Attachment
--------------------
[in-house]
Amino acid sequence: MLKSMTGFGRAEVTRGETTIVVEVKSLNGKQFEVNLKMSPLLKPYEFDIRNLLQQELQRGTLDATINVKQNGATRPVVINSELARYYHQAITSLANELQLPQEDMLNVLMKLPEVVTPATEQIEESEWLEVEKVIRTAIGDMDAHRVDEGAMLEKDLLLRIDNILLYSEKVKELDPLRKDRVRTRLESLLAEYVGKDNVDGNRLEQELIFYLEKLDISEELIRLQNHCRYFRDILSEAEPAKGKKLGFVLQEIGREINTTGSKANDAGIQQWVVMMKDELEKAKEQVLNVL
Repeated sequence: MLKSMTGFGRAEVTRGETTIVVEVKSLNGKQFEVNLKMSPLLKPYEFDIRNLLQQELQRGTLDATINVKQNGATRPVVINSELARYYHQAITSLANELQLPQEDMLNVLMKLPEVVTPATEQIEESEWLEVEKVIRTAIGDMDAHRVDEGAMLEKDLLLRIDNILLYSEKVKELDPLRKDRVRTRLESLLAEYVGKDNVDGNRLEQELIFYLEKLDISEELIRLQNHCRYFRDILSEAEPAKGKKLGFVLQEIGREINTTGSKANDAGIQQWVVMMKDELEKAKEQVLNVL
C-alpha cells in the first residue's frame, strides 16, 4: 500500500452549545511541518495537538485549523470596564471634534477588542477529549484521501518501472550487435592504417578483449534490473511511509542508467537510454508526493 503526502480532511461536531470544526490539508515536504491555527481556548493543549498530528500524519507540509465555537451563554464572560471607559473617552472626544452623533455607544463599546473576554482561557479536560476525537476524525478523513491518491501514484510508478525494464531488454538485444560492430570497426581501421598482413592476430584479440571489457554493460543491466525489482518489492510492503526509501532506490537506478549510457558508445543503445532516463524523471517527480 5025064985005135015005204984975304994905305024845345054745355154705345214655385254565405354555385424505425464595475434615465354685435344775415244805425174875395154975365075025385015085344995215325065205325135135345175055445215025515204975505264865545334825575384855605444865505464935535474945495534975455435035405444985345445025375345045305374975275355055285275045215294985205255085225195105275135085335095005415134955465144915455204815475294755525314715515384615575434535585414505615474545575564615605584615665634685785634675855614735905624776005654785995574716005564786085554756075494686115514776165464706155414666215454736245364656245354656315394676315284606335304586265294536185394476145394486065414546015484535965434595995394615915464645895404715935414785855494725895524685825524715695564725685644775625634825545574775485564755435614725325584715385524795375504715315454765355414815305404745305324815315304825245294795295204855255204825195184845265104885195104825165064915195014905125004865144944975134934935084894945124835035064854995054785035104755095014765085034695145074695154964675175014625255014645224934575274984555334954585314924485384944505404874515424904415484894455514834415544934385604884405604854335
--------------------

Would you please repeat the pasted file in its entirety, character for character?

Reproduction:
[in-house]
Amino acid sequence: MLKSMTGFGRAEVTRGETTIVVEVKSLNGKQFEVNLKMSPLLKPYEFDIRNLLQQELQRGTLDATINVKQNGATRPVVINSELARYYHQAITSLANELQLPQEDMLNVLMKLPEVVTPATEQIEESEWLEVEKVIRTAIGDMDAHRVDEGAMLEKDLLLRIDNILLYSEKVKELDPLRKDRVRTRLESLLAEYVGKDNVDGNRLEQELIFYLEKLDISEELIRLQNHCRYFRDILSEAEPAKGKKLGFVLQEIGREINTTGSKANDAGIQQWVVMMKDELEKAKEQVLNVL
Repeated sequence: MLKSMTGFGRAEVTRGETTIVVEVKSLNGKQFEVNLKMSPLLKPYEFDIRNLLQQELQRGTLDATINVKQNGATRPVVINSELARYYHQAITSLANELQLPQEDMLNVLMKLPEVVTPATEQIEESEWLEVEKVIRTAIGDMDAHRVDEGAMLEKDLLLRIDNILLYSEKVKELDPLRKDRVRTRLESLLAEYVGKDNVDGNRLEQELIFYLEKLDISEELIRLQNHCRYFRDILSEAEPAKGKKLGFVLQEIGREINTTGSKANDAGIQQWVVMMKDELEKAKEQVLNVL
C-alpha cells in the first residue's frame, strides 16, 4: 500500500452549545511541518495537538485549523470596564471634534477588542477529549484521501518501472550487435592504417578483449534490473511511509542508467537510454508526493 503526502480532511461536531470544526490539508515536504491555527481556548493543549498530528500524519507540509465555537451563554464572560471607559473617552472626544452623533455607544463599546473576554482561557479536560476525537476524525478523513491518491501514484510508478525494464531488454538485444560492430570497426581501421598482413592476430584479440571489457554493460543491466525489482518489492510492503526509501532506490537506478549510457558508445543503445532516463524523471517527480 5025064985005135015005204984975304994905305024845345054745355154705345214655385254565405354555385424505425464595475434615465354685435344775415244805425174875395154975365075025385015085344995215325065205325135135345175055445215025515204975505264865545334825575384855605444865505464935535474945495534975455435035405444985345445025375345045305374975275355055285275045215294985205255085225195105275135085335095005415134955465144915455204815475294755525314715515384615575434535585414505615474545575564615605584615665634685785634675855614735905624776005654785995574716005564786085554756075494686115514776165464706155414666215454736245364656245354656315394676315284606335304586265294536185394476145394486065414546015484535965434595995394615915464645895404715935414785855494725895524685825524715695564725685644775625634825545574775485564755435614725325584715385524795375504715315454765355414815305404745305324815315304825245294795295204855255204825195184845265104885195104825165064915195014905125004865144944975134934935084894945124835035064854995054785035104755095014765085034695145074695154964675175014625255014645224934575274984555334954585314924485384944505404874515424904415484894455514834415544934385604884405604854335